That's something I don't mind - I've said so before and I still think so. My concept of it's operation is that a rating is self-assessed and added to metadata of each protocol, except e-mail and instant messaging or similar "person-to-person" protocols. Some will criticise self-assessment, and, yeah, it's not perfect, but spot checks run by Ofcom (in the UK) or ACMA (in Australia), and whatever other agencies do those jobs elsewhere, can help "keep the system honest". Of course, the most important thing to make ratings work is to provide clear guidance on how to rate material. As to subordinate pages or frames, they can all have a rating in the metadata - I expect the default setting would be to inherit the parent rating. Therefore, bookmarks would be "rated" no matter where they pointed.
If we keep in mind that, although there are lunatics and criminals out there, the vast majority of internet page authors are reasonable people who, with a bit of convincing, could adopt a ratings system for content that they author - providing the standards and tools support making their adoption easy.
Ratings (again, although not perfect) would allow fast filtering of a great deal of content which makes other filtering less resource-intensive.
Yes, it is an imposition, but ratings do not of themselves limit free speech .... PROVIDED THAT NO SERVICE PROVIDER CAN BLOCK MATERIAL OUTRIGHT WITHOUT THE SUBSCRIBER'S CONSENT. I see a ratings-based filter in its simplest form being a password-protected browser setting , or a filter in a proxy/in-line filter device or an ISP filter (if opted for by the subscriber).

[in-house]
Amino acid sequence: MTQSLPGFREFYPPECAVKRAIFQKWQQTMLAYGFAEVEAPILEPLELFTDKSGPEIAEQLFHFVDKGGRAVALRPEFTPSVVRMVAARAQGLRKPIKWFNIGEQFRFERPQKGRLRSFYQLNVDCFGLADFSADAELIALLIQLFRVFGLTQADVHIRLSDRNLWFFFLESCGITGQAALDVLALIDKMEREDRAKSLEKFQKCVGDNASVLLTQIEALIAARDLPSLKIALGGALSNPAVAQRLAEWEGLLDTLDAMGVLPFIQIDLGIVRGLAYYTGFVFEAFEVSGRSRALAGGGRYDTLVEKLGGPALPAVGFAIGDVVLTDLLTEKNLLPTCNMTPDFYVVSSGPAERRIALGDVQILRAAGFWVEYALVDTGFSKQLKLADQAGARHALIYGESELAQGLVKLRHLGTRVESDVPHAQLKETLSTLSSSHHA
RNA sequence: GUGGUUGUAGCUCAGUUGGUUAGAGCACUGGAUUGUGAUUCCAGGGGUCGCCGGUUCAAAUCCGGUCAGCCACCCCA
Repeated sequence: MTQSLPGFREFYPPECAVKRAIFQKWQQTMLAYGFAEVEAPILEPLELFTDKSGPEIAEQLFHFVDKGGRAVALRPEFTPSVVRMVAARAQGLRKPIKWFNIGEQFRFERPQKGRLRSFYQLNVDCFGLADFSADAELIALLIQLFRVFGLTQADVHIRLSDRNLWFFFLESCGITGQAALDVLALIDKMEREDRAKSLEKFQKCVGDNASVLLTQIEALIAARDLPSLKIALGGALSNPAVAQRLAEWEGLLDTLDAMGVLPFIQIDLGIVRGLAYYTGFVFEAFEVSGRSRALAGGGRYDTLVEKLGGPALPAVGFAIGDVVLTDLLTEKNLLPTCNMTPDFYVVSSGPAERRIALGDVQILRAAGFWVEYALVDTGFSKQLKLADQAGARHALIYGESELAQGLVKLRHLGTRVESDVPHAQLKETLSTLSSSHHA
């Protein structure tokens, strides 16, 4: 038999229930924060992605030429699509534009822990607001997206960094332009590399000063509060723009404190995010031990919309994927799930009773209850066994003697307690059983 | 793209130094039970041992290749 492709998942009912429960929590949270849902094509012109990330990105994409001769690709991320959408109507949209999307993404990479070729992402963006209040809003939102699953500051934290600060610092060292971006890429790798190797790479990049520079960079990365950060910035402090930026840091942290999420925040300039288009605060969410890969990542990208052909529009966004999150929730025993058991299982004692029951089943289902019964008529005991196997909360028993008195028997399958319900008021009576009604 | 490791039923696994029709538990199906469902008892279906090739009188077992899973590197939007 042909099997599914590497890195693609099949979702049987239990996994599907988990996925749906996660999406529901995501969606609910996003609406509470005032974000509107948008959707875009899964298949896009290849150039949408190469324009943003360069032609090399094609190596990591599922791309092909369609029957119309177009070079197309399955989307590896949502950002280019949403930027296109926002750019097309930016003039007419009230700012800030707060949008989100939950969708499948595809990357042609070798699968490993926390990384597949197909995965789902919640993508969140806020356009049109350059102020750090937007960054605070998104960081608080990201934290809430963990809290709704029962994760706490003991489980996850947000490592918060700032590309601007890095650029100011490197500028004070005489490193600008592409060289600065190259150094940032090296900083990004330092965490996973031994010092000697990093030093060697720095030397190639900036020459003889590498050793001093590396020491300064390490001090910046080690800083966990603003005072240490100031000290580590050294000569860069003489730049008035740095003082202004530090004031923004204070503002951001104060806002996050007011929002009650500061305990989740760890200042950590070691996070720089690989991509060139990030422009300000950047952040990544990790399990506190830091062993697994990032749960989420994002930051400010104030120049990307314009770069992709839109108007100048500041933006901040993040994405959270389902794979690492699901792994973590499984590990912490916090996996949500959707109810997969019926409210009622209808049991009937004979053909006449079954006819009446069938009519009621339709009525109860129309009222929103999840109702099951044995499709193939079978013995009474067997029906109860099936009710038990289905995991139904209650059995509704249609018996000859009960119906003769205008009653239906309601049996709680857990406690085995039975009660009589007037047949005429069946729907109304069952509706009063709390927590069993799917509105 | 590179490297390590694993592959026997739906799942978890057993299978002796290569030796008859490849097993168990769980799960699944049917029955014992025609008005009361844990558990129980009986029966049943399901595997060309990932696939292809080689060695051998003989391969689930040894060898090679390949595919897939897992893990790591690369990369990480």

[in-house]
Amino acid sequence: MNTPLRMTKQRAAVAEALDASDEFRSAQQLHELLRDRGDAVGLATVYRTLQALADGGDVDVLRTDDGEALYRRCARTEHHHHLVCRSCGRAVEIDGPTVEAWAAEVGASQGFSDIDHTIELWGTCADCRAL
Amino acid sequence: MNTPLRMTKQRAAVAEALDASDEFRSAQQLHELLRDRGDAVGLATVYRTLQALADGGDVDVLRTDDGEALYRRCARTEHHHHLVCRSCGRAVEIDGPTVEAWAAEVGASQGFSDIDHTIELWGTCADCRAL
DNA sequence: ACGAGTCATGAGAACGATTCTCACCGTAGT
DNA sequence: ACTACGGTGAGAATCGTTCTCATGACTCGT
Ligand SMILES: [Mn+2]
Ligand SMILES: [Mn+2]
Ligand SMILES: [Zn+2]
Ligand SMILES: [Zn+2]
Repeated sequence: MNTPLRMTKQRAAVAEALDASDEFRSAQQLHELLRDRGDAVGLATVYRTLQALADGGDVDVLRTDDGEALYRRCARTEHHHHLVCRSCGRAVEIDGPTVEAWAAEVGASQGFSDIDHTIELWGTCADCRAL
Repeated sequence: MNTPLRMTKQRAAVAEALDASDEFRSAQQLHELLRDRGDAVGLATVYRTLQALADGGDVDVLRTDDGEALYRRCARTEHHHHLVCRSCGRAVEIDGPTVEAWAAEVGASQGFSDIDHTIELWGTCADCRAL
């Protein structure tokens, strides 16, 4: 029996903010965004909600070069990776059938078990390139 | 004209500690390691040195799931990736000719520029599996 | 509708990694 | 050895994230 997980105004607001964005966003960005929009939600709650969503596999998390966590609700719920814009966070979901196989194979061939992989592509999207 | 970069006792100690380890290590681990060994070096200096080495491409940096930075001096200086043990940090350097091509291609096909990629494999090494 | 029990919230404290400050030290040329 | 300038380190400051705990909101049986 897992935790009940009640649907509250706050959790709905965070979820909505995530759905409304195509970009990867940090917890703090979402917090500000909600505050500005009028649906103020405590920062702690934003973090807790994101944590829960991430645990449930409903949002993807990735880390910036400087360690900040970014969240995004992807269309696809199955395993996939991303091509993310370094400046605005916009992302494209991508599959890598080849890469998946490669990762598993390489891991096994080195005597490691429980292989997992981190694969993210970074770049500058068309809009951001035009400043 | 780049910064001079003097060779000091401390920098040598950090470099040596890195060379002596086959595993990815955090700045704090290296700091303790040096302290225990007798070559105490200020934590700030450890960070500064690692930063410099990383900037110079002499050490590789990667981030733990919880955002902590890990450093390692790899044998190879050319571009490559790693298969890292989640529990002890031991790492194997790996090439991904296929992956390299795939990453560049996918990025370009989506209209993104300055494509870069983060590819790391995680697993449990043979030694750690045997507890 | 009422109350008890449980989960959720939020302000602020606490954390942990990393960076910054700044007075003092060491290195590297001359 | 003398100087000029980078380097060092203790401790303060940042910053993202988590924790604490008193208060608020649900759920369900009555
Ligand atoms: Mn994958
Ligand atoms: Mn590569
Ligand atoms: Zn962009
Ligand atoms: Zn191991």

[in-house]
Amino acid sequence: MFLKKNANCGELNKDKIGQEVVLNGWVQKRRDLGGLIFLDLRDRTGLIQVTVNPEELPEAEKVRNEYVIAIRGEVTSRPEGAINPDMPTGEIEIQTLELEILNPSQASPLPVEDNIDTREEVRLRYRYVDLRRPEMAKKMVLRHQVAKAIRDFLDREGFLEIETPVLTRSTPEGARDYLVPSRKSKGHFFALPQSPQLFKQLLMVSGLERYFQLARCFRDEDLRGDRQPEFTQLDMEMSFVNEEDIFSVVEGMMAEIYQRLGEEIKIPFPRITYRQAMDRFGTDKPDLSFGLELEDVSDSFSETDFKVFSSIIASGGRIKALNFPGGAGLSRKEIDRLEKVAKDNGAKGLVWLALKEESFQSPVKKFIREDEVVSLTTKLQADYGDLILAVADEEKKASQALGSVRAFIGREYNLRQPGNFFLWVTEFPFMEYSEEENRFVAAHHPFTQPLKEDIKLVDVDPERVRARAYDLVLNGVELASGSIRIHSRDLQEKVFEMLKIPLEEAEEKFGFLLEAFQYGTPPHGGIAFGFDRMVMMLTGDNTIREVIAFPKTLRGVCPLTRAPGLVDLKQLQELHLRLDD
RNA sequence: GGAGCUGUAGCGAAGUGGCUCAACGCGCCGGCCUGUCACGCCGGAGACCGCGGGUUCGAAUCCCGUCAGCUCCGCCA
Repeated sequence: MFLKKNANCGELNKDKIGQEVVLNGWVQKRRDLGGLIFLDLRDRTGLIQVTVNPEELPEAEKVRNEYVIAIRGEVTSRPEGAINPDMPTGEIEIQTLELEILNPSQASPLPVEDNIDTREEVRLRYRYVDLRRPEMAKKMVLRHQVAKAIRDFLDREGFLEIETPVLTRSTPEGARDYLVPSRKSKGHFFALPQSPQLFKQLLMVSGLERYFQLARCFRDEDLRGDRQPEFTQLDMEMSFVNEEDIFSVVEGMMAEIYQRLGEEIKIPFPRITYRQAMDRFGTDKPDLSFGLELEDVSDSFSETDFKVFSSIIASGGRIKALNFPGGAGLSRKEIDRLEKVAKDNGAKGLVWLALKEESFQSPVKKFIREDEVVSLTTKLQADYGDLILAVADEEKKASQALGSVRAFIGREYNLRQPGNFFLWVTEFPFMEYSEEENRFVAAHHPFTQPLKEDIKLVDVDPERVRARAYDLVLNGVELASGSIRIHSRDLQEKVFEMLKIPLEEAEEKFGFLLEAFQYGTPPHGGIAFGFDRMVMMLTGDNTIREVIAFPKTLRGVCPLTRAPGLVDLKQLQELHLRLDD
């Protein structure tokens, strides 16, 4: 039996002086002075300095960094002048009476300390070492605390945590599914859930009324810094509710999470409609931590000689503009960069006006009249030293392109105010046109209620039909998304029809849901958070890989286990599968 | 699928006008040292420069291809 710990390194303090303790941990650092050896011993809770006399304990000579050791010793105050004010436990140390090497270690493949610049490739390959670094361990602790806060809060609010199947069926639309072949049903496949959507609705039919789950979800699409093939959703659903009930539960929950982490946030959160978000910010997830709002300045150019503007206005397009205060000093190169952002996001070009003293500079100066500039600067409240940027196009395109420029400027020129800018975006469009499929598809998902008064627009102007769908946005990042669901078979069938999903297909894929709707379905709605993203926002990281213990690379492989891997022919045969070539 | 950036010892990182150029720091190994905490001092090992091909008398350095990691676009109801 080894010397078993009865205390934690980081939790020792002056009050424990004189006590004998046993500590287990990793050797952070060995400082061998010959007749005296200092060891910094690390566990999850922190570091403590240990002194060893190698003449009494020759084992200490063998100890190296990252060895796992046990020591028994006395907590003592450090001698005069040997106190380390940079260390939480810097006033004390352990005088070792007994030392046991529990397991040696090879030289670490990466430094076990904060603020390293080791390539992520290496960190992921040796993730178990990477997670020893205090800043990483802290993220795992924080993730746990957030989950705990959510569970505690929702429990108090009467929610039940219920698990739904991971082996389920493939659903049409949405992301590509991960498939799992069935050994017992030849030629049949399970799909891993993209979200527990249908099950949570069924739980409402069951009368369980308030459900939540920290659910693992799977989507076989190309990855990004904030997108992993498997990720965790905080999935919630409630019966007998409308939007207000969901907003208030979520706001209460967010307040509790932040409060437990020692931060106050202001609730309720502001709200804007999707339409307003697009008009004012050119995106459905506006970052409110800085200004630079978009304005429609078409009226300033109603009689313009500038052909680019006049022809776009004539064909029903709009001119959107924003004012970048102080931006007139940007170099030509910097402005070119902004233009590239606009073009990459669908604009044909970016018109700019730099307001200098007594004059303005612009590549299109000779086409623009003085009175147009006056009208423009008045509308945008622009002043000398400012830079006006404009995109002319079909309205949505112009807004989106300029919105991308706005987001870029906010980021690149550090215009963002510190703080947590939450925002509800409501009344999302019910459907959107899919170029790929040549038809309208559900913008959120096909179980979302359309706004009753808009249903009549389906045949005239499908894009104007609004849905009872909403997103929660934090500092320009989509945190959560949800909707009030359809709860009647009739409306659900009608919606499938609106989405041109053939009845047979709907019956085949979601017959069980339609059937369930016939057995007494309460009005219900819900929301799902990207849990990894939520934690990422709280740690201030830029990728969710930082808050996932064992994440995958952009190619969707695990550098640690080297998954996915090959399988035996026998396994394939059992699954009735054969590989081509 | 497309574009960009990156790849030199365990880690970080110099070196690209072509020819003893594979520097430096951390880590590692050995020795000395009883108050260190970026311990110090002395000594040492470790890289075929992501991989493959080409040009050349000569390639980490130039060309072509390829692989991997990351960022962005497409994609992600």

I MUST STRESS THAT ANY FILTERING MECHANISM SHOULD BE "OPT-IN" AND MUST BE ABLE TO BE COMPLETELY TURNED OFF BY THE SUBSCRIBER IF DESIRED.
On the other hand, if online material is rated, then so should be books, all magazines (not just ones with nudity) and newspapers. Consistancy would be appreciated.
Note, though, that IMHO, the whole filtering argument is not about "protecting children" - it's about CONTROL. Politicians see something and just can't help themselves - they have to control it - therefore they have to pander to lobby groups or other vested interests in the process.
As to the rest of Burnham's comments - yes, he does seem to be quite a twat.